Draw! #4 Summer 2002 (magazine review).

I know the cover of ‘Draw! #4’ was later used for ‘The Best of Draw!,’ which is sadly now out of print. However, I stumbled upon the original issue in a stack of comics I purchased, and it was too tempting not to explore. ‘Draw!’ rarely appears on auction websites, likely because artists who purchase it are reluctant to part with their copies.

In this issue, Erik Larsen discusses his various drawing techniques and how he keeps his work on ‘Savage Dragon’ fresh. After looking him up, I discovered that he’s still publishing the title, 21 years later, making it the longest-running comic series by a single individual.

Paul Rivoche offers insights into how to make any room or mode of transport appear functional, regardless of the era it was designed in. In the context of comic book continuity, I believe that if a room design is frequently used, it would be beneficial to create a map indicating the placement of objects. This would ensure consistency each time the room is drawn. However, given the capabilities of digital design, a 3D model could make the drawing process even more efficient.

Artist Kevin Nolan speaks with editor Mike Manley about his art techniques, supported by numerous demonstrations. Nolan both draws and inks his own work but also enjoys inking pieces by other artists he admires, as evidenced by a Batman piece he did over Bernie Wrightson’s pencils.

Andre Parks, also known as ‘The Crusty Critic,’ examines the various types of Bristol board available for artists. I recall reading this article before, and even purchased a couple of pads here in the UK. While the board has a smooth tooth ideal for drawing, it’s too costly to use for mere sketching or rough work.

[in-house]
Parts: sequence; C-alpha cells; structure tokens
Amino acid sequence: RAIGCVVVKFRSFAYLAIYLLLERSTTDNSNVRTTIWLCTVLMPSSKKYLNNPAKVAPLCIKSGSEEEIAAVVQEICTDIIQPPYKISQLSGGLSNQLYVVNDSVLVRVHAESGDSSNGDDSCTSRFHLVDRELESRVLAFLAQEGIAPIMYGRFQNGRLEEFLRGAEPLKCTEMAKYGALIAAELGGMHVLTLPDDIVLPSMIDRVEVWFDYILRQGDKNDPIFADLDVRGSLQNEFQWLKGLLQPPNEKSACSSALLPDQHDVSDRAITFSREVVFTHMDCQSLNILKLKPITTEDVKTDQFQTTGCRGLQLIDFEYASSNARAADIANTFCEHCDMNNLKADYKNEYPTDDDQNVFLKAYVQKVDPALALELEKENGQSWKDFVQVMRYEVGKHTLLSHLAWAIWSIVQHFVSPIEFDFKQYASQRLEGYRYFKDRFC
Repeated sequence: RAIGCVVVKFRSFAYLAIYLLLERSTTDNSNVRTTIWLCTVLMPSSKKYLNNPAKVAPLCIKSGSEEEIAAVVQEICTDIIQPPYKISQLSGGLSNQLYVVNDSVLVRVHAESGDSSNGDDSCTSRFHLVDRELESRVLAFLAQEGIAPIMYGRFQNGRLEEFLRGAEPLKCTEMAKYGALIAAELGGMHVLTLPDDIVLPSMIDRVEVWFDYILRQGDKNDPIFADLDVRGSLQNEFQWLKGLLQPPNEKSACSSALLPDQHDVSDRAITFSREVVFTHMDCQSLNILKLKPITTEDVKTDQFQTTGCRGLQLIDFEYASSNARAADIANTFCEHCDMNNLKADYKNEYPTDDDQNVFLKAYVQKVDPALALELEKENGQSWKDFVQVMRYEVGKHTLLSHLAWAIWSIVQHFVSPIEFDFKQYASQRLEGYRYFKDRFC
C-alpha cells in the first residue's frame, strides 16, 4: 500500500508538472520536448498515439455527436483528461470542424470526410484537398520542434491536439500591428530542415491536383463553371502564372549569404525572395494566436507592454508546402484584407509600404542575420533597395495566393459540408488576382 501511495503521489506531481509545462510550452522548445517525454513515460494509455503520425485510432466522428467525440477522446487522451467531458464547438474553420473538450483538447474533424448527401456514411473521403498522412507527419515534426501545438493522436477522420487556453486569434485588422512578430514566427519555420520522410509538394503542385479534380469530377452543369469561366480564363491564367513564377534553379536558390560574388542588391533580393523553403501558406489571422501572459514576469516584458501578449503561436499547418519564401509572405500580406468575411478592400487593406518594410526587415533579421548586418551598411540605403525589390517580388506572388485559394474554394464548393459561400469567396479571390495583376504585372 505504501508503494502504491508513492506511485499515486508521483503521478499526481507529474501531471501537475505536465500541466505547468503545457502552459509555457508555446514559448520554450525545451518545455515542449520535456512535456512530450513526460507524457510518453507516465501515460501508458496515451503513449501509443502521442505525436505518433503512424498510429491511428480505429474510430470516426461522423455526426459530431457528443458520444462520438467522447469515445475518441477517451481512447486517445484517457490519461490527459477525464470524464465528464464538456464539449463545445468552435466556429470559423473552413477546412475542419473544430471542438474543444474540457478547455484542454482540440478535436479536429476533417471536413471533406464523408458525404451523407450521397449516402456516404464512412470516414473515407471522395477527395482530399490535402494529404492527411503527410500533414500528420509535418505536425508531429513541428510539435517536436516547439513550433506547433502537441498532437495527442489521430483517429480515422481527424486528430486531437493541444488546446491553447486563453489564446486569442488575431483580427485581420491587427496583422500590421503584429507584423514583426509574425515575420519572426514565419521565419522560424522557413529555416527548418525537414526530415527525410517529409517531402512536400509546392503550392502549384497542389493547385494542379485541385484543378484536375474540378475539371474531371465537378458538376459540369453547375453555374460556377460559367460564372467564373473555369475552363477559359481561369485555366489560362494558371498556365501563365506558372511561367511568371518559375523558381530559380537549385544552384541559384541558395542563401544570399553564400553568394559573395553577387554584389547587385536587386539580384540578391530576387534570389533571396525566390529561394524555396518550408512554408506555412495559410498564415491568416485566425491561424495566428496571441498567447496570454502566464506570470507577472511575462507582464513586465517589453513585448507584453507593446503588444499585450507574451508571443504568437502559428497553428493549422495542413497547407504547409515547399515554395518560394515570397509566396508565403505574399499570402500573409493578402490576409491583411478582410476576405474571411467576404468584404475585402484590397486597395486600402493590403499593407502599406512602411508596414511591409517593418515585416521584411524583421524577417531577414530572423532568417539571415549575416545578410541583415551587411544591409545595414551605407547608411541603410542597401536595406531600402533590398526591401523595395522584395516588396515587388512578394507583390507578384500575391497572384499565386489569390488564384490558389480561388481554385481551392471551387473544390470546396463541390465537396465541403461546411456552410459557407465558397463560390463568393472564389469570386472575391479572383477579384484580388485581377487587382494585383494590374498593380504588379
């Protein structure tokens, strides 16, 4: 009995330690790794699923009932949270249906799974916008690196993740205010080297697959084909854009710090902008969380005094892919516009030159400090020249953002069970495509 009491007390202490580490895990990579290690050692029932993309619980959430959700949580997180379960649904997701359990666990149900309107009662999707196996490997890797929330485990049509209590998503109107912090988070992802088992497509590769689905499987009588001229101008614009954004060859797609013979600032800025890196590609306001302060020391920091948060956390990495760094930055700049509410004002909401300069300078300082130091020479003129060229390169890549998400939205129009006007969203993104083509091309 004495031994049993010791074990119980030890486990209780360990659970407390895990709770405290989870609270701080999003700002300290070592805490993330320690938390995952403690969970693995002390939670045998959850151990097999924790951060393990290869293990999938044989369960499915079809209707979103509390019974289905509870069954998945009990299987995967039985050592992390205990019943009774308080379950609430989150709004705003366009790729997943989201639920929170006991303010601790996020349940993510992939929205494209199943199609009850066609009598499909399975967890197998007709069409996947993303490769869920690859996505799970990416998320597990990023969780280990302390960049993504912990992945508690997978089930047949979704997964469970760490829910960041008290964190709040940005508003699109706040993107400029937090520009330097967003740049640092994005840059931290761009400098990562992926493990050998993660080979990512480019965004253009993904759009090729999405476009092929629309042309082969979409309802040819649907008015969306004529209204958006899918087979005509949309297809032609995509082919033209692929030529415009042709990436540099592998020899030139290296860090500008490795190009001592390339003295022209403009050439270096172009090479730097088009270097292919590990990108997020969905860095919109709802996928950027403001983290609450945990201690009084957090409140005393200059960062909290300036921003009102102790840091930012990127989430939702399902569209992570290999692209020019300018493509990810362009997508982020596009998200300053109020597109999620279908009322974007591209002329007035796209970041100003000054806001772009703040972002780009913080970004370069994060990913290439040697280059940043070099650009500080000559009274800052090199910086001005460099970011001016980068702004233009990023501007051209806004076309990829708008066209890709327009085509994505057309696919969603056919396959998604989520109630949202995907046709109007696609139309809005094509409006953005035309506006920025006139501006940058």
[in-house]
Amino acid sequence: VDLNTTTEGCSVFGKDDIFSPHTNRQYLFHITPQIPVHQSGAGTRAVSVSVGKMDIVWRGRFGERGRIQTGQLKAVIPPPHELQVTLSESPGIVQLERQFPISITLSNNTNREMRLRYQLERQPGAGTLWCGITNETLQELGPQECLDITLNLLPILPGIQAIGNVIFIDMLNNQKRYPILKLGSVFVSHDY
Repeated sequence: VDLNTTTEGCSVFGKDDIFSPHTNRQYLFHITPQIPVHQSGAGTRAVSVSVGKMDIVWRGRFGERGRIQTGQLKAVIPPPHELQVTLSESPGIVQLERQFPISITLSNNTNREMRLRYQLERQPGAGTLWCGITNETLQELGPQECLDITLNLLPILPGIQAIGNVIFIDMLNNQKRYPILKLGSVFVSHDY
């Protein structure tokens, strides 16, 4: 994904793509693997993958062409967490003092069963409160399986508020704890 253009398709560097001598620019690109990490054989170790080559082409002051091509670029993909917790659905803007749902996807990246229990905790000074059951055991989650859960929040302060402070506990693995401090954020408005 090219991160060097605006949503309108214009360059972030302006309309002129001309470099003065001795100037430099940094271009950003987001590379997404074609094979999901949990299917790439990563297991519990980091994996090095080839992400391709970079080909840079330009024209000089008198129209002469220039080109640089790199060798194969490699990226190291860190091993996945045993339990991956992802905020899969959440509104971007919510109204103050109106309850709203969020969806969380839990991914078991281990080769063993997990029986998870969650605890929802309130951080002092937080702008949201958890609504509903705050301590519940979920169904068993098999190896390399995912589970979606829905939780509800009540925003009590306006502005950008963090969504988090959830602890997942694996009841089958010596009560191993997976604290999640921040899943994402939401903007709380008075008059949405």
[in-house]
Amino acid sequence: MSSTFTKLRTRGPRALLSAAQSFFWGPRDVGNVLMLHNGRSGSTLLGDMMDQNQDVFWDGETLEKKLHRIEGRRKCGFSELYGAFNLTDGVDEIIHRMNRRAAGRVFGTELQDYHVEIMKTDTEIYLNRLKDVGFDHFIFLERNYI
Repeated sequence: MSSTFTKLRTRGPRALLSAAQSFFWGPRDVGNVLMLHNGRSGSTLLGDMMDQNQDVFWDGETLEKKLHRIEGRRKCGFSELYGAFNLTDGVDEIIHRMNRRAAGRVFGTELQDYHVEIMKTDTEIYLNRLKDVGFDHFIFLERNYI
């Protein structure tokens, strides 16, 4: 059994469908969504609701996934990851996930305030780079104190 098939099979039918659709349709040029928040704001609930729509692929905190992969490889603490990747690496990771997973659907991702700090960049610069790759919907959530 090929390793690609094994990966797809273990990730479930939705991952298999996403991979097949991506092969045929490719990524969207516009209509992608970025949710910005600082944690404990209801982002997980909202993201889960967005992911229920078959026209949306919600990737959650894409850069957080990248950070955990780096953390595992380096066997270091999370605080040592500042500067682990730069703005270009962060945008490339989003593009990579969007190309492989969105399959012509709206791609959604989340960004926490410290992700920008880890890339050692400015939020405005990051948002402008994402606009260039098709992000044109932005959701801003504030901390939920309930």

Lastly, artist Brett Blevins delves into figure composition and how to make it work to your advantage. I must admit, extended panels filled with multiple characters can be a composition nightmare for me. Even when Blevins demonstrates how to manage it, his approach seems to contradict his earlier layouts on the topic.

Overall, there’s still much to learn, even 21 years later. These paper editions are treasures if you can get your hands on them.

GF Willmetts

August 2023

(pub: TwoMorrows Publishing. 94 page illustrated magazine. Price: $ 9.95 (US). ISSN: 1932-6882. Direct from them, you can get it digitally for $ 2.99 (US))

check out websites: www.TwoMorrows.com, www.draw-magazine.blogspot.com and www.penciltopencil.com and https://twomorrows.com/index.php?main_page=product_info&cPath=98_59&products_id=428


Geoff Willmetts has been editor at SFCrowsnest for some 21 plus years now, showing a versatility and knowledge in not only Science Fiction, but also the sciences and arts, all of which has been displayed here through editorials, reviews, articles and stories. With the latter, he has been running a short story series under the title of ‘Psi-Kicks’ If you want to contribute to SFCrowsnest, read the guidelines and show him what you can do. If it isn’t usable, he spends as much time telling you what the problems is as he would with material he accepts. This is largely how he got called an Uncle, as in Dutch Uncle. He’s not actually Dutch but hails from the west country in the UK.

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